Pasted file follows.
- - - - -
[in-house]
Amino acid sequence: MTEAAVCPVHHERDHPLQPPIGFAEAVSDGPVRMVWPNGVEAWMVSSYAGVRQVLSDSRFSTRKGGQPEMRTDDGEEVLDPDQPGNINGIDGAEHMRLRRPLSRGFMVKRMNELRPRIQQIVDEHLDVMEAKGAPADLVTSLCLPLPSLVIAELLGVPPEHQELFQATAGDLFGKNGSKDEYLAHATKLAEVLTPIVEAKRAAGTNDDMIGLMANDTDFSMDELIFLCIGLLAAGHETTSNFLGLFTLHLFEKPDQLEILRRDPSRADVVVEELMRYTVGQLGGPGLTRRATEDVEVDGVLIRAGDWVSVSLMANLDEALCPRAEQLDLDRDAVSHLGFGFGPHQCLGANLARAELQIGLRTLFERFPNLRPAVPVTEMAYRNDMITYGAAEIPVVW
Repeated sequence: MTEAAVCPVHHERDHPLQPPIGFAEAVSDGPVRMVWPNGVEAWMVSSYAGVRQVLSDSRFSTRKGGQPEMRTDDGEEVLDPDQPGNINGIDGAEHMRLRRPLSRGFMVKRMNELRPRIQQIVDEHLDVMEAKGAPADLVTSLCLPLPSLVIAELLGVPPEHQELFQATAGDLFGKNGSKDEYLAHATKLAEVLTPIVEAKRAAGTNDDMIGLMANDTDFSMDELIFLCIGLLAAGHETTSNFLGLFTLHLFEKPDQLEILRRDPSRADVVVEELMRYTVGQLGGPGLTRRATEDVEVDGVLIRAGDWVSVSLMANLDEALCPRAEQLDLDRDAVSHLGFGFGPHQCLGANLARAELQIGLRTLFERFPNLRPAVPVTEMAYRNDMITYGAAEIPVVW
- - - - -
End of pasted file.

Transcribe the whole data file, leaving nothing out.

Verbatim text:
[in-house]
Amino acid sequence: MTEAAVCPVHHERDHPLQPPIGFAEAVSDGPVRMVWPNGVEAWMVSSYAGVRQVLSDSRFSTRKGGQPEMRTDDGEEVLDPDQPGNINGIDGAEHMRLRRPLSRGFMVKRMNELRPRIQQIVDEHLDVMEAKGAPADLVTSLCLPLPSLVIAELLGVPPEHQELFQATAGDLFGKNGSKDEYLAHATKLAEVLTPIVEAKRAAGTNDDMIGLMANDTDFSMDELIFLCIGLLAAGHETTSNFLGLFTLHLFEKPDQLEILRRDPSRADVVVEELMRYTVGQLGGPGLTRRATEDVEVDGVLIRAGDWVSVSLMANLDEALCPRAEQLDLDRDAVSHLGFGFGPHQCLGANLARAELQIGLRTLFERFPNLRPAVPVTEMAYRNDMITYGAAEIPVVW
Repeated sequence: MTEAAVCPVHHERDHPLQPPIGFAEAVSDGPVRMVWPNGVEAWMVSSYAGVRQVLSDSRFSTRKGGQPEMRTDDGEEVLDPDQPGNINGIDGAEHMRLRRPLSRGFMVKRMNELRPRIQQIVDEHLDVMEAKGAPADLVTSLCLPLPSLVIAELLGVPPEHQELFQATAGDLFGKNGSKDEYLAHATKLAEVLTPIVEAKRAAGTNDDMIGLMANDTDFSMDELIFLCIGLLAAGHETTSNFLGLFTLHLFEKPDQLEILRRDPSRADVVVEELMRYTVGQLGGPGLTRRATEDVEVDGVLIRAGDWVSVSLMANLDEALCPRAEQLDLDRDAVSHLGFGFGPHQCLGANLARAELQIGLRTLFERFPNLRPAVPVTEMAYRNDMITYGAAEIPVVW